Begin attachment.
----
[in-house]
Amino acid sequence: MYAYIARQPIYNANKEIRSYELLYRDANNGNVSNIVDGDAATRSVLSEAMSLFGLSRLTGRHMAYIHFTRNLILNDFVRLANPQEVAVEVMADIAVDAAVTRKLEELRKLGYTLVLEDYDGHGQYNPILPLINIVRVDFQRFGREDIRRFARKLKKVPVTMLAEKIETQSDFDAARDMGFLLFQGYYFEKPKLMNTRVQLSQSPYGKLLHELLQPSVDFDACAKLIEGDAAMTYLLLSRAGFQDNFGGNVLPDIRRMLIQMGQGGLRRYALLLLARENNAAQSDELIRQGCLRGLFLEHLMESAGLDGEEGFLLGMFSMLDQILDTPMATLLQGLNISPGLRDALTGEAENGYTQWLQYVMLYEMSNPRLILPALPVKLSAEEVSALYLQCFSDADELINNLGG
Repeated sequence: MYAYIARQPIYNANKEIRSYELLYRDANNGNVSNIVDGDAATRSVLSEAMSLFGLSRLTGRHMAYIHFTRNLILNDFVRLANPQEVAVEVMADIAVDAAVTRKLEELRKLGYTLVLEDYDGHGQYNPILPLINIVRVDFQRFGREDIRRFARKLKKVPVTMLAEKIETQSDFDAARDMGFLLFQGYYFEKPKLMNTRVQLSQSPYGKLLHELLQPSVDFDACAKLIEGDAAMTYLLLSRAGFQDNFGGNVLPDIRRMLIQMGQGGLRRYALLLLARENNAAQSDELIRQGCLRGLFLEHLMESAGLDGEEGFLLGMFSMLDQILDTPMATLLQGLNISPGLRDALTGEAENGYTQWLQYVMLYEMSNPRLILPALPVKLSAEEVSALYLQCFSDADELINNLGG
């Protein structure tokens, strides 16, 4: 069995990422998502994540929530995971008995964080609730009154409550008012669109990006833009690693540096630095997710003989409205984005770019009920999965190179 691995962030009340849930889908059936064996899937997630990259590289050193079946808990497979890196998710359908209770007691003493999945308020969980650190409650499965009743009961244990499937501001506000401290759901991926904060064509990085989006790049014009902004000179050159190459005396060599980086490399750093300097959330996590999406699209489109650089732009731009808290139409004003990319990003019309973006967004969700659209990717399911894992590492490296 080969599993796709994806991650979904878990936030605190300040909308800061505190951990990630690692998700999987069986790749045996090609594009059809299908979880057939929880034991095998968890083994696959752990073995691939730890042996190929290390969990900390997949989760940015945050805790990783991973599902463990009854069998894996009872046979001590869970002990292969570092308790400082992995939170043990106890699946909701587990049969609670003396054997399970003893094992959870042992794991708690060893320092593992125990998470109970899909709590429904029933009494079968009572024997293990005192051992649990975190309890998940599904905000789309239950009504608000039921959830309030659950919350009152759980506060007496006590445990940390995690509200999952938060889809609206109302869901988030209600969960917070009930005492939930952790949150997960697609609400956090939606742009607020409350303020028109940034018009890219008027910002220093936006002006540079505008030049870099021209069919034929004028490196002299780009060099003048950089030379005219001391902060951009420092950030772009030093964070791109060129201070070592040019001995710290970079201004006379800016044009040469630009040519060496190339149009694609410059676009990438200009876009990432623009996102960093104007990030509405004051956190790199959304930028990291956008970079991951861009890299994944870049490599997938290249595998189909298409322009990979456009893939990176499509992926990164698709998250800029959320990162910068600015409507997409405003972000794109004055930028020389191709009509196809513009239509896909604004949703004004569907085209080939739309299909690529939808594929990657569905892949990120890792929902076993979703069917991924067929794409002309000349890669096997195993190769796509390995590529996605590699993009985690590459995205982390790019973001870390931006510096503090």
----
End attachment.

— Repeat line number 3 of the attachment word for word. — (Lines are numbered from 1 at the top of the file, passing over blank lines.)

Repeated sequence: MYAYIARQPIYNANKEIRSYELLYRDANNGNVSNIVDGDAATRSVLSEAMSLFGLSRLTGRHMAYIHFTRNLILNDFVRLANPQEVAVEVMADIAVDAAVTRKLEELRKLGYTLVLEDYDGHGQYNPILPLINIVRVDFQRFGREDIRRFARKLKKVPVTMLAEKIETQSDFDAARDMGFLLFQGYYFEKPKLMNTRVQLSQSPYGKLLHELLQPSVDFDACAKLIEGDAAMTYLLLSRAGFQDNFGGNVLPDIRRMLIQMGQGGLRRYALLLLARENNAAQSDELIRQGCLRGLFLEHLMESAGLDGEEGFLLGMFSMLDQILDTPMATLLQGLNISPGLRDALTGEAENGYTQWLQYVMLYEMSNPRLILPALPVKLSAEEVSALYLQCFSDADELINNLGG